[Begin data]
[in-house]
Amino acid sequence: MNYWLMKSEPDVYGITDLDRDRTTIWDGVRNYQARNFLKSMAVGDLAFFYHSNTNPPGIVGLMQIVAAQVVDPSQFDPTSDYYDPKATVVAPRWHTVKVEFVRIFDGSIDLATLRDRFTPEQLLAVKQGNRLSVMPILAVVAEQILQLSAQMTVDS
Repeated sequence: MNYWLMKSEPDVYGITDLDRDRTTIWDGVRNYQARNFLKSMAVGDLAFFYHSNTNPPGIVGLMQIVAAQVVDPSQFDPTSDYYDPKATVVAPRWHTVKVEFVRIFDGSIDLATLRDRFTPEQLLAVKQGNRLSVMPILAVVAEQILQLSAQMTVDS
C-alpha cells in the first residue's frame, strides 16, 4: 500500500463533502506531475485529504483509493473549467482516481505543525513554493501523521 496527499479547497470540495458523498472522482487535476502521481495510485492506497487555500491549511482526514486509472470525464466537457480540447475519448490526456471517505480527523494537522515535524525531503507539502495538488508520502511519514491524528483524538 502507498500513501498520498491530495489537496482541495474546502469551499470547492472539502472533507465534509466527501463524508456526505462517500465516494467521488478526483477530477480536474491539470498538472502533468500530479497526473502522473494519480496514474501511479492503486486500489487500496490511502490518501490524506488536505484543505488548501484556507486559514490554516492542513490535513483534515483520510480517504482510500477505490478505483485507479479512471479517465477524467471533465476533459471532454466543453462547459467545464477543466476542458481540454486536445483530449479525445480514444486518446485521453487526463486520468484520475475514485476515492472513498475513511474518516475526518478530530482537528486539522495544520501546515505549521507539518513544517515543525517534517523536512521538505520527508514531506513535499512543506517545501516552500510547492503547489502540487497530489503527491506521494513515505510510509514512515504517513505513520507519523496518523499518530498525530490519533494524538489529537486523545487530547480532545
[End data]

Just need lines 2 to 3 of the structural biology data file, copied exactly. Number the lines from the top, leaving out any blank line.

Amino acid sequence: MNYWLMKSEPDVYGITDLDRDRTTIWDGVRNYQARNFLKSMAVGDLAFFYHSNTNPPGIVGLMQIVAAQVVDPSQFDPTSDYYDPKATVVAPRWHTVKVEFVRIFDGSIDLATLRDRFTPEQLLAVKQGNRLSVMPILAVVAEQILQLSAQMTVDS
Repeated sequence: MNYWLMKSEPDVYGITDLDRDRTTIWDGVRNYQARNFLKSMAVGDLAFFYHSNTNPPGIVGLMQIVAAQVVDPSQFDPTSDYYDPKATVVAPRWHTVKVEFVRIFDGSIDLATLRDRFTPEQLLAVKQGNRLSVMPILAVVAEQILQLSAQMTVDS